Extreme event attribution, also known as attribution science, is a relatively new field of study in meteorology and climate science that tries to measure how ongoing climate change directly affects recent extreme weather events.[1][2][3][4]

Attribution science was first mentioned in a 2011 "State of the Climate" published by the American Meteorological Society which stated that climate change is linked to six extreme weather events that were studied.[2] While extreme weather events have occurred in the past, attribution science aims to determine which such recent events can be explained by or linked to a warming atmosphere and are not simply due to natural variations.[5] German climatologist Friederike Otto further explained that attribution science aims to answer the question, "did climate change play a role" in specific extreme events "within the news time frame—so within two weeks of the event".[6]

Attribution studies generally proceed in four steps: (1) measuring the magnitude and frequency of a given event based on observed data, (2) running computer models to compare with and verify observation data, (3) running the same models on a baseline "Earth" with no climate change, and (4) using statistics to analyze the differences between the second and third steps, thereby measuring the direct effect of climate change on the studied event.[5][6]

Heatwaves are the easiest weather events to attribute.[5] Climate change can affect the intensity and frequency of extreme weather differently, for example the 2010 Russia heat wave was made far more likely but not more intense.[5]

Attribution science may affect climate change litigation, perhaps by increasing lawsuits against companies for causing and governments for not addressing climate change.[7][8]

A review summarized confidence, probabilities and costs-severities – such as economic costs, financial costs and number of early losses of life – of links to climate change and identified potential ways for the improvement of the field such as "improving the recording of extreme weather impacts around the world, improving the coverage of attribution studies across different events and regions, and using attribution studies to explore the contributions of both climate and non-climate drivers of impacts.".[9][10]


See also


  1. ^ NASEM (2016). Attribution of Extreme Weather Events in the Context of Climate Change. Washington, D.C.: The National Academies Press. ISBN 978-0-309-38094-2. Retrieved 3 September 2021.
  2. ^ a b Hu, Jane (19 December 2019). "The Decade of Attribution Science". Slate. Retrieved 3 September 2021.
  3. ^ "The Science Connecting Extreme Weather to Climate Change". Union of Concerned Scientists. Retrieved 3 September 2021.
  4. ^ Joyce, Christopher (10 December 2018). "Why Scientists Are Talking About Attribution Science And What It Is". NPR. Retrieved 3 September 2021.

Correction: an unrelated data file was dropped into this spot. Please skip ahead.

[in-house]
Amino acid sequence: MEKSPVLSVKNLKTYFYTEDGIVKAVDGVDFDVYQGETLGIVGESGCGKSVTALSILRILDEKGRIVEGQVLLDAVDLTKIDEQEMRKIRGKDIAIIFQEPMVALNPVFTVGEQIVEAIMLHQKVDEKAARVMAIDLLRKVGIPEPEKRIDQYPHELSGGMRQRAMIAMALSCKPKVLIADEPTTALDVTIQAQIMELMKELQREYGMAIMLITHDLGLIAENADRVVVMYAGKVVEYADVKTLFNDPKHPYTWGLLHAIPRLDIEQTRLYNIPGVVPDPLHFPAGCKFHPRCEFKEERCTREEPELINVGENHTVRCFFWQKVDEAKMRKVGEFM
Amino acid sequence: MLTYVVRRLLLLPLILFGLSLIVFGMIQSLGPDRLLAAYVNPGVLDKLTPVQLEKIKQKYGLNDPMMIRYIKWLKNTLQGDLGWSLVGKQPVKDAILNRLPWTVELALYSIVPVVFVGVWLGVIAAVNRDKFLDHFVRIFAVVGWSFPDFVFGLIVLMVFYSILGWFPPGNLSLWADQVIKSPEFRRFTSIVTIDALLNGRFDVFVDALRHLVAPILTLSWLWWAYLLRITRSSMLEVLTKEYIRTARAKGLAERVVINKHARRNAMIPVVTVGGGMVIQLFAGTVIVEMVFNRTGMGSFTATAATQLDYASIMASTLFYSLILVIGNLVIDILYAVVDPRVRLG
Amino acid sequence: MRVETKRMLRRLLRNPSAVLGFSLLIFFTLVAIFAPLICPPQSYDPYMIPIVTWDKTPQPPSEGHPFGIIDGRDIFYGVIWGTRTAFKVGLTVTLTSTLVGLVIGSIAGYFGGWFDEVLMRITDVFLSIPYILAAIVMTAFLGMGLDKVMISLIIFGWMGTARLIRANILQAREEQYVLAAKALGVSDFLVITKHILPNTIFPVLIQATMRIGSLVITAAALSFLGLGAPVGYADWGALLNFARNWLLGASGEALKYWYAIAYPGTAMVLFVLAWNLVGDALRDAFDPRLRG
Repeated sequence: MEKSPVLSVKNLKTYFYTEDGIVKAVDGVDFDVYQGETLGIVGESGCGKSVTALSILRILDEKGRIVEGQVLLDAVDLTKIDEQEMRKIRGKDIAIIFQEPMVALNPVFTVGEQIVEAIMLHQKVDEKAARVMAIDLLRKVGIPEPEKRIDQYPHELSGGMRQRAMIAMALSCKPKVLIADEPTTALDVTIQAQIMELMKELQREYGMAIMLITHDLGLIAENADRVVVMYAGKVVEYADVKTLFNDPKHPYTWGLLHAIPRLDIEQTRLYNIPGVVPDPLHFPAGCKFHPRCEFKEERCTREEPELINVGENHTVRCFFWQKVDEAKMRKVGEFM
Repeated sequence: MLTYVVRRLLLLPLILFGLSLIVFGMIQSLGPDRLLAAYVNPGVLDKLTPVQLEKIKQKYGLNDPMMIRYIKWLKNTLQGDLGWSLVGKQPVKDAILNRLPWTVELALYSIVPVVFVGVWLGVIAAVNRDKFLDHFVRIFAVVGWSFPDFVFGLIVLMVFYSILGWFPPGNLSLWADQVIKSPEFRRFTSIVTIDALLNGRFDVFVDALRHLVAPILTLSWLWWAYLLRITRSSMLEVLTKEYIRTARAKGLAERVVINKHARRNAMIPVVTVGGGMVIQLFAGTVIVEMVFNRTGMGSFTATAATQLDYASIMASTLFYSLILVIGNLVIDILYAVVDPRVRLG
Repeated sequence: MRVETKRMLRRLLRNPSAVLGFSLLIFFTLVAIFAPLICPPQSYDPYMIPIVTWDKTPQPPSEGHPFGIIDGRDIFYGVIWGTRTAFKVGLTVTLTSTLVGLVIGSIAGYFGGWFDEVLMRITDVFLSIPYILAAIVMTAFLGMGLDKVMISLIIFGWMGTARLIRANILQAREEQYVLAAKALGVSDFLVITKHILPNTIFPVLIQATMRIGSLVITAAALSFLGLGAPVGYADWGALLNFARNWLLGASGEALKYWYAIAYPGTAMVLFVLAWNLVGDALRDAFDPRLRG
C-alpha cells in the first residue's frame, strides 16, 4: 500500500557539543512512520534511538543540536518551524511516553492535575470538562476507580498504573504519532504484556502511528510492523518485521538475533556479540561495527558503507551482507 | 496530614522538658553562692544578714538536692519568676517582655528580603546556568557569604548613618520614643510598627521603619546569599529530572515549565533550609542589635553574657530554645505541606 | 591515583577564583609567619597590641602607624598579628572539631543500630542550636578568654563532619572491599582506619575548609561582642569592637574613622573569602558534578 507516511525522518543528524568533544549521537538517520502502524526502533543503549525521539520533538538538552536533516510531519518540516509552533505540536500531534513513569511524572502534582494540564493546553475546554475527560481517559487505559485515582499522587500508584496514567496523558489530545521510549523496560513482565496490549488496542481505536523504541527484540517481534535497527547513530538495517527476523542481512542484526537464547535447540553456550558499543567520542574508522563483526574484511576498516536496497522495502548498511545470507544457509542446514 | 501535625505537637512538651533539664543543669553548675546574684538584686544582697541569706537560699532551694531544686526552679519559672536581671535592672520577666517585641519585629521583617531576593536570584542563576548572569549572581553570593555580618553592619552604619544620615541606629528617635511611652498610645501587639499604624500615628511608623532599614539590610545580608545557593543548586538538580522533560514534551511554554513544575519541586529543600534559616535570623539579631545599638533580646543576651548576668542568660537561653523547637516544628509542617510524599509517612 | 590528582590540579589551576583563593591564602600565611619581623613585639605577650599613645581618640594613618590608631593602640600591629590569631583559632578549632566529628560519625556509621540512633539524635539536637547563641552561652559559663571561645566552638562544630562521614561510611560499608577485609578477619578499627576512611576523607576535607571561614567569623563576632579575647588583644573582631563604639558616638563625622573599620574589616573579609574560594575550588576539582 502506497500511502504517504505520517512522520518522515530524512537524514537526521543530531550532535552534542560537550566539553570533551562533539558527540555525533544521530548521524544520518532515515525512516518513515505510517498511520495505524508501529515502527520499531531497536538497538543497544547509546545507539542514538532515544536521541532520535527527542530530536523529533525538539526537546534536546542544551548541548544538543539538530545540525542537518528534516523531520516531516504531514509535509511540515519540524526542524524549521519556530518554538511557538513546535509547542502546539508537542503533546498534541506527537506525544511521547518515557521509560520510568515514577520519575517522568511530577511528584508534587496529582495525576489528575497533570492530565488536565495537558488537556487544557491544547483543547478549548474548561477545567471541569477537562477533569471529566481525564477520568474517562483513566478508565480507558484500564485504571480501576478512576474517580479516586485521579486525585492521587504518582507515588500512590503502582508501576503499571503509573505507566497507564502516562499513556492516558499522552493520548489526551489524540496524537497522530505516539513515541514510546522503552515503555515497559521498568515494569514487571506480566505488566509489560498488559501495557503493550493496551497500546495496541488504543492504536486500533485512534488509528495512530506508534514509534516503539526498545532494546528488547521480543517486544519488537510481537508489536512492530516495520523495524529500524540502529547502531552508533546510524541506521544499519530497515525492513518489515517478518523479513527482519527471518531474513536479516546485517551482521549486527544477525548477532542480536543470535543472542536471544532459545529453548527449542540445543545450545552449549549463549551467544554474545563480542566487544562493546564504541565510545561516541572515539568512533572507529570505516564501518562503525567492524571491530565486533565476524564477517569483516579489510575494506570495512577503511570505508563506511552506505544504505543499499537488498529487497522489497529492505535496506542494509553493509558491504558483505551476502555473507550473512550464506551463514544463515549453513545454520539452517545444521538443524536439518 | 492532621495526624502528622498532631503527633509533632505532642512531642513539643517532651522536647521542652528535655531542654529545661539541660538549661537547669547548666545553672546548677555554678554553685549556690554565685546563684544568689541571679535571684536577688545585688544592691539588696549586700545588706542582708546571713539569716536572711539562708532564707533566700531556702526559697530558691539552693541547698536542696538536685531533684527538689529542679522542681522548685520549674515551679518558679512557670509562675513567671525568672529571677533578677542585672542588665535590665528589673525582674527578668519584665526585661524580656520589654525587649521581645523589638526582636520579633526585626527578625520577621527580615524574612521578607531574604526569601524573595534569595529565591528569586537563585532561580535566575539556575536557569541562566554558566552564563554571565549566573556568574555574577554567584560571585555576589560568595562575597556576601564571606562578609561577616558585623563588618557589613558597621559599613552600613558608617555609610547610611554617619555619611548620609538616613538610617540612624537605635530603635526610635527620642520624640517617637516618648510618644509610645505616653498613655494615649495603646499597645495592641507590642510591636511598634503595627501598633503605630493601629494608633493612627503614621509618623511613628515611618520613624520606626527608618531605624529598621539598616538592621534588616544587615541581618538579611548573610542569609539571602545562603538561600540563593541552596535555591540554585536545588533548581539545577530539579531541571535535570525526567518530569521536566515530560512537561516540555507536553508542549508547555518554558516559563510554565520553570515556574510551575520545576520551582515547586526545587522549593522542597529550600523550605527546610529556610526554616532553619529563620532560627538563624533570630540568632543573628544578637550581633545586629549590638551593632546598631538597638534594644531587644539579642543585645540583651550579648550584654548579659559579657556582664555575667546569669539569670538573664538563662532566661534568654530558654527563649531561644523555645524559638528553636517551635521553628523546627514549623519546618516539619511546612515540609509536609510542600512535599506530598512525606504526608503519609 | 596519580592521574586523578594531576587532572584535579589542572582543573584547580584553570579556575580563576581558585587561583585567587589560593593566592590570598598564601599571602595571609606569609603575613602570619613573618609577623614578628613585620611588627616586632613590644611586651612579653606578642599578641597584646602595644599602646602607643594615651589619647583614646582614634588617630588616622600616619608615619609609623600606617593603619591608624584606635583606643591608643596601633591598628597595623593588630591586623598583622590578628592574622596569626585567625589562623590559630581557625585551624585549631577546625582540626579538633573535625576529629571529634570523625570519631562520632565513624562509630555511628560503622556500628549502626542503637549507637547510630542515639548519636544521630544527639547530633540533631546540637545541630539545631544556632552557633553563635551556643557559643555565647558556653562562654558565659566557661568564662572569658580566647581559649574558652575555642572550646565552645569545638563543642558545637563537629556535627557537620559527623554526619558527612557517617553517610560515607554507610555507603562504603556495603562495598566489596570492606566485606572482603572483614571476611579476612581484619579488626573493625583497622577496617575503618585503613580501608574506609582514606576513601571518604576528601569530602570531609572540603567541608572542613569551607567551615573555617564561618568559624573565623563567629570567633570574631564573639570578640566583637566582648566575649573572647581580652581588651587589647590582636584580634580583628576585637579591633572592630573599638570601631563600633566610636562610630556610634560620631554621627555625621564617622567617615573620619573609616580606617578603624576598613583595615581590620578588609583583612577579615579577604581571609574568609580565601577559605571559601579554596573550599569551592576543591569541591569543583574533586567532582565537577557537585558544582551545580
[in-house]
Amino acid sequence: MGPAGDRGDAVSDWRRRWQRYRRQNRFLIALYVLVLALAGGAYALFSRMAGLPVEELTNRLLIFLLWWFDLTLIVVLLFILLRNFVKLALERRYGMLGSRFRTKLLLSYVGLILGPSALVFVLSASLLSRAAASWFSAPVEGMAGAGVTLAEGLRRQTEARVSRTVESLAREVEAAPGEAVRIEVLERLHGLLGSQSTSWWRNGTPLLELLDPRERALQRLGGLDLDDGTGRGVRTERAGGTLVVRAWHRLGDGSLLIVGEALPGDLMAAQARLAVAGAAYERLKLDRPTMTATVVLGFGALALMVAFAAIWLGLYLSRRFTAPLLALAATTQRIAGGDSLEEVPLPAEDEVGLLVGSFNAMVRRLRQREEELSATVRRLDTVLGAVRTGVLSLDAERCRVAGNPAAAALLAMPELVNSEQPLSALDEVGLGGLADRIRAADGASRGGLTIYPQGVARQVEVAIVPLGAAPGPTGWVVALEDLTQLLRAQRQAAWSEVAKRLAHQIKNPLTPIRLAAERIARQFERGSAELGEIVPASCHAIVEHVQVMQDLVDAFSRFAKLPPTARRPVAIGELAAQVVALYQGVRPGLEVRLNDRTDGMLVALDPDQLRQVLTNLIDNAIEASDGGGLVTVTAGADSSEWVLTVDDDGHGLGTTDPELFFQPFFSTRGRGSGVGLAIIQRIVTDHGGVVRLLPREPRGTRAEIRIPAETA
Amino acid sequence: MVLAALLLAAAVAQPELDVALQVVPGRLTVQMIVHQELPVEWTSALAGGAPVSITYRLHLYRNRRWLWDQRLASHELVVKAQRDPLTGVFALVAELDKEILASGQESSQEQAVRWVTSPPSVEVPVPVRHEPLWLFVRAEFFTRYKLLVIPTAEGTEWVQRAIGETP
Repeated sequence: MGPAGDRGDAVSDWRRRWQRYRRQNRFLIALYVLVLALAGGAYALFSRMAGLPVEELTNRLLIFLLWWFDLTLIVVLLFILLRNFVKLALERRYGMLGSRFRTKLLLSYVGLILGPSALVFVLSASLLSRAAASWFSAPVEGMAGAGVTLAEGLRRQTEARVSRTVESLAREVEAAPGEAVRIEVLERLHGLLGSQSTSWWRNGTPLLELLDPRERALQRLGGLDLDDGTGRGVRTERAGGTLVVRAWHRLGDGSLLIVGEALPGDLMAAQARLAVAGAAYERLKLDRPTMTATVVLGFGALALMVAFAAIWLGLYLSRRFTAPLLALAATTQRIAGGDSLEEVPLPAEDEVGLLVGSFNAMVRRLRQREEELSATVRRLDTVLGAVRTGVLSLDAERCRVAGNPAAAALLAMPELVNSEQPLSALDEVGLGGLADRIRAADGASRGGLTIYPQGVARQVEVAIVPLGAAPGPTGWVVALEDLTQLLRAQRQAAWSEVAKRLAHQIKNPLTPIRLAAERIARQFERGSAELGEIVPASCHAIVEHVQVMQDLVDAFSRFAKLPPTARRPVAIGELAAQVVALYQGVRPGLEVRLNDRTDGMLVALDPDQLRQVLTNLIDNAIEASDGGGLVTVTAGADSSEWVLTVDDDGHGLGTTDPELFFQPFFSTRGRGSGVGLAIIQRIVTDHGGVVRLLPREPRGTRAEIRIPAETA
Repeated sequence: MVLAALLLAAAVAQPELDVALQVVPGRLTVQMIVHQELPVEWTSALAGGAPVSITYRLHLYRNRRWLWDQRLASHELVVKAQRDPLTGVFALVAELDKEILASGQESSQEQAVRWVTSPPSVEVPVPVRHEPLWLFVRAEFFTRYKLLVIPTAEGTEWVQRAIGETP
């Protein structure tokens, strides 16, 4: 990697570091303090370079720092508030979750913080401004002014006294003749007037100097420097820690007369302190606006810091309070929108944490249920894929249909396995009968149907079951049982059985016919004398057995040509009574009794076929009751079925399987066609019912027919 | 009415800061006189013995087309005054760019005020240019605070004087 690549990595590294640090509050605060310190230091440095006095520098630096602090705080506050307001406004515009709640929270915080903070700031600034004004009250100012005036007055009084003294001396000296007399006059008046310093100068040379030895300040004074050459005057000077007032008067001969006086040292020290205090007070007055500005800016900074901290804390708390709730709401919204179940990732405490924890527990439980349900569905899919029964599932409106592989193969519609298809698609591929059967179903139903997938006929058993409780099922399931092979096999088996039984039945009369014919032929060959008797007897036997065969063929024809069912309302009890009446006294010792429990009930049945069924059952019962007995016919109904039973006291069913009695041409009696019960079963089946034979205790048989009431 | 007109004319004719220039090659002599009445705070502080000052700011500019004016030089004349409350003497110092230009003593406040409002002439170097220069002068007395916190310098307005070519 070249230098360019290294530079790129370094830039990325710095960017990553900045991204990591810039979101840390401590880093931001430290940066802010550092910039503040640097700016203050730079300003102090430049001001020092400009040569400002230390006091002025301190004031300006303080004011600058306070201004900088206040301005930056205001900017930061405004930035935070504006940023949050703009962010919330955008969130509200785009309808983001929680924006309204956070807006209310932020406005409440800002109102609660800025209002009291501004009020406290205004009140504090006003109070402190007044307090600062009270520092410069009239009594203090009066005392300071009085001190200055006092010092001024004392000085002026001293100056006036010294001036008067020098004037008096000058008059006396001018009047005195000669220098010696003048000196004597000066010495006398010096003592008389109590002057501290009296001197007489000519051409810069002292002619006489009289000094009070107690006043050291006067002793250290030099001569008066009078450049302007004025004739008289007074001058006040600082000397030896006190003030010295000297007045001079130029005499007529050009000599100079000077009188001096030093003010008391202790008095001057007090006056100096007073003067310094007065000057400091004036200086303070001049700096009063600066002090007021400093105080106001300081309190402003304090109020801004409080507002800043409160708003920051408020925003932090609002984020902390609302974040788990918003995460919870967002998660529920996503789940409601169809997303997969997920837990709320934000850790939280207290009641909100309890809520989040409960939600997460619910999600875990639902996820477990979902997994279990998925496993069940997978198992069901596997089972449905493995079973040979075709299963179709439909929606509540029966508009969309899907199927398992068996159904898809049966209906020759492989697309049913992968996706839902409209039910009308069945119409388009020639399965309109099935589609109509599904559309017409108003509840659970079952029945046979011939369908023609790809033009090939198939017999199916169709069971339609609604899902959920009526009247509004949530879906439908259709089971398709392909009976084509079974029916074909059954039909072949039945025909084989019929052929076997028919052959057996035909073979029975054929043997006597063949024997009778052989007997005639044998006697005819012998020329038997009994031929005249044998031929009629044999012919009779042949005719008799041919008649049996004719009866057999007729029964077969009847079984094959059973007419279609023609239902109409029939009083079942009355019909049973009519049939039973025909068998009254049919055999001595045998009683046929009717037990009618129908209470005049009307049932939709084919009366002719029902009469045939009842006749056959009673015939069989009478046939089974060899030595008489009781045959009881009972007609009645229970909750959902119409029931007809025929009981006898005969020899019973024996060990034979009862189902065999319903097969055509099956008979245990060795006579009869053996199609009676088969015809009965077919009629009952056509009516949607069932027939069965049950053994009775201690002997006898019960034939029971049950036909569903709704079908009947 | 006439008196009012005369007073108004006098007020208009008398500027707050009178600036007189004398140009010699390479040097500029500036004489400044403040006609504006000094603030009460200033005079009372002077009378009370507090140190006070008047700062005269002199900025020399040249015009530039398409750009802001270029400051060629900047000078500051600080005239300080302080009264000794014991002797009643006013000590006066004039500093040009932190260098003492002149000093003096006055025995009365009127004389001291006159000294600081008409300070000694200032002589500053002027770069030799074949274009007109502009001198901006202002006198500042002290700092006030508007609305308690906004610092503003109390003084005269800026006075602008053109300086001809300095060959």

5. ^ a b c d Zeng, Zubin (25 August 2021). "Is climate change to blame for extreme weather events? Attribution science says yes, for some – here's how it works". The Conversation. Retrieved 3 September 2021.
  6. ^ a b Sneed, Annie (2 January 2017). "Yes, Some Extreme Weather Can Be Blamed on Climate Change". Scientific American. Retrieved 3 September 2021.
  7. ^ Harvey, Chelsea (2 January 2018). "Scientists Can Now Blame Individual Natural Disasters on Climate Change". Scientific American. Retrieved 3 September 2021.
  8. ^ Schiermeier, Quirin (2021-09-08). "Climate science is supporting lawsuits that could help save the world". Nature. 597 (7875): 169–171. doi:10.1038/d41586-021-02424-7.
  9. ^ "Climate change is driving 2022 extreme heat and flooding". Thomson Reuters Foundation. Retrieved 19 July 2022.
  10. ^ Clarke, Ben; Otto, Friederike; Stuart-Smith, Rupert; Harrington, Luke (28 June 2022). "Extreme weather impacts of climate change: an attribution perspective". Environmental Research: Climate. 1 (1): 012001. doi:10.1088/2752-5295/ac6e7d. ISSN 2752-5295. S2CID 250134589.
  11. ^ Fountain, Henry (4 March 2020). "Climate Change Affected Australia's Wildfires, Scientists Confirm". The New York Times. Retrieved 6 April 2020.
  12. ^ Oldenborgh, Geert Jan van; Krikken, Folmer; Lewis, Sophie; Leach, Nicholas J.; Lehner, Flavio; Saunders, Kate R.; Weele, Michiel van; Haustein, Karsten; Li, Sihan; Wallom, David; Sparrow, Sarah; Arrighi, Julie; Singh, Roop P.; Aalst, Maarten K. van; Philip, Sjoukje Y.; Vautard, Robert; Otto, Friederike E. L. (11 March 2020). "Attribution of the Australian bushfire risk to anthropogenic climate change". Natural Hazards and Earth System Sciences Discussions: 1–46. doi:10.5194/nhess-2020-69. ISSN 1561-8633. Retrieved 6 April 2020.
  13. ^ "Extreme weather: How is it connected to climate change?". BBC News. 2021-08-09. Retrieved 2021-09-03.
  14. ^ "WWA analyses of extreme weather events – World Weather Attribution". Retrieved 6 August 2022.
  15. ^ Cho, Renee. "Attribution science: Linking climate change to extreme weather". phys.org. Columbia University. Retrieved 6 August 2022.